Posted On: January 6, 2017
Mold and die makers use a lot of components for effective High Speed Machining (HSM) process. It is now a well-known fact that HSM has strong impact on CNC machine tools, cutting tools, controls, tool holders, and spindles. However, this impact on tool path programming and techniques is often forgotten.
Today, CAD/CAM technology is developing in order to meet the specific requirements for new tool path strategies to suit the HSM environment. HSM is the process of using higher feed rates and spindle speeds for removing material faster without a degradation of part quality. The main focus is to finish mill dies and molds to net shape, in order to improve geometric accuracy, and surface finish so that polishing can be eliminated or at least reduced.
For facilitating high speed machining, following are the requirements for a CAM system:
• It should maximize program processing speed
• It should minimize feed rate losses
• It should maintain a constant chip load
It is essential to note that a number of CAM programs approach the problem, assuming that various specialized tool path strategies may be used to manufacture the part as professionally as possible.
What are the Different Types of Tool Path Strategies? There are different types of tool path strategies that are used to optimize CNC machining services. Here are a few of them:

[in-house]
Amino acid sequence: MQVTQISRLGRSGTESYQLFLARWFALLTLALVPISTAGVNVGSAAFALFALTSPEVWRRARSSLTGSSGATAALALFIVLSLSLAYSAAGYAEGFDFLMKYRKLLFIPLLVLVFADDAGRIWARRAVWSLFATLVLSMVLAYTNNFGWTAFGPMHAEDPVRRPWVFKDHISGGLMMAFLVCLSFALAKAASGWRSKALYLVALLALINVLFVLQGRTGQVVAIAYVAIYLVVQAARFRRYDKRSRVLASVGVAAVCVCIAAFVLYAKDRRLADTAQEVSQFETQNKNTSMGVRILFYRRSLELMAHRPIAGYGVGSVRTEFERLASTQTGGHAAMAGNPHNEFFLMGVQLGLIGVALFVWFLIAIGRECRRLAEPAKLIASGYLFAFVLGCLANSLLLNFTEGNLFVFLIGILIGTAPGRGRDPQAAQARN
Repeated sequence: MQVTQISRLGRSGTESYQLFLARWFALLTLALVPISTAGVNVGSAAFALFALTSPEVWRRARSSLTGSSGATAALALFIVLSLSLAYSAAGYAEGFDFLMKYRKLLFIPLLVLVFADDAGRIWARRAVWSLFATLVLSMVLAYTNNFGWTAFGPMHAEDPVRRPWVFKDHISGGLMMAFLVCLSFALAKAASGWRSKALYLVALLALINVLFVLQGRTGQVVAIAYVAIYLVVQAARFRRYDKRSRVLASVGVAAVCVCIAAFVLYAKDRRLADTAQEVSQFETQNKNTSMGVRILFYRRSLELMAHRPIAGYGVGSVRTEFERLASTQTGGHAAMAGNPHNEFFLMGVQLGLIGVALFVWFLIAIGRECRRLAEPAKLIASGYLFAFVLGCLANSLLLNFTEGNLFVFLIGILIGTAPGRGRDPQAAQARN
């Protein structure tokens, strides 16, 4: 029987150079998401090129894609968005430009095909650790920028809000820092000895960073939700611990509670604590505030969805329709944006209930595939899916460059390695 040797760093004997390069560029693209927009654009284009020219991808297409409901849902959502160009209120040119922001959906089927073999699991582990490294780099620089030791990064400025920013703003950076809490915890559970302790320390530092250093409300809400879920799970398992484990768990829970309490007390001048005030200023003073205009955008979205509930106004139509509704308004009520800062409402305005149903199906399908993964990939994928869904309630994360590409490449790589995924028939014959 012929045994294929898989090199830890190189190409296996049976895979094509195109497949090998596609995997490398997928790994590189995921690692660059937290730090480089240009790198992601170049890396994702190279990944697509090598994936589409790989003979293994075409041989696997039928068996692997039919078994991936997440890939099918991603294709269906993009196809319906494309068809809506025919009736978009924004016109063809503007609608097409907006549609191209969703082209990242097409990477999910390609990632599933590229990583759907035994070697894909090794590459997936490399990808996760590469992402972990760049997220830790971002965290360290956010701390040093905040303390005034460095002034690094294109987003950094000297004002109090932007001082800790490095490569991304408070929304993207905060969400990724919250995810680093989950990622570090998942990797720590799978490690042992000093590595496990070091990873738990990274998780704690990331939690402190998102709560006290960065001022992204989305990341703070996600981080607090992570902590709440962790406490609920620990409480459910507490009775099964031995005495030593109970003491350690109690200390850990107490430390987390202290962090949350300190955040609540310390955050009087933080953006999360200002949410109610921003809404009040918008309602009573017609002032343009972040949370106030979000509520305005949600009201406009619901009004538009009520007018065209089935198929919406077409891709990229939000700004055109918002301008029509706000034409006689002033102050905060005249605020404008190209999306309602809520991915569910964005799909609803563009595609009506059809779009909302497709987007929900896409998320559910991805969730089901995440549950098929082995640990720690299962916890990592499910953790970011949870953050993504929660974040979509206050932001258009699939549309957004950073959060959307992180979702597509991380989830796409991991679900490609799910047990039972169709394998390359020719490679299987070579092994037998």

1. Constant Stepover: A tool path wherein the tool follows the shape of the pocket using parallel paths that are separated by a constant stepover.
• Produces a very consistent and regular looking finish.
• This is the simplest tool path strategy. It is a default approach, and may not even be given a name in the CAD program.
2. Constant “Z” Machining: This strategy is particularly used for finishing, where the tool path tracks at a constant Z around the profile that is being machined. It is normally used for steep walls, while in other situations, another strategy is applied. The areas that are not very steep are avoided by limiting the path to contact angles that range from 30 to 90 degrees.
• Produces a pretty finish because the scallops are all the same height.
3. Pencil Milling: A final finishing technique primarily intended to address corners and concave areas not handled by tool path strategies used earlier in the program. Pencil milling allows a tool path where the cutter diameter is the same as the diameter of the feature to be milled. Without pencil milling, or rest machining, operators were required to specify the corners that required machining. If you have powerful rest machining, pencil milling is not needed.
• Very high surface finish.
• Convenience and productivity
4. Plunge Roughing: A roughing technique where cutting occurs through the motion of only Z-axis much like plunging a drill repeatedly into the work piece. It takes advantage of the fact that most machines are rigid in the Z-axis, and can take a higher feed rate and/or a larger cutter when used in this way. Plunging works best if the tool path is orchestrated to ensure climb milling.
• May result in higher performance when roughing.
By implementing dynamic tool path strategies it will not only increase the tool life, surface finish, and spindle life, but also the total cost efficiency and cycle time. You can implement any of the strategies explained above based on your requirement.
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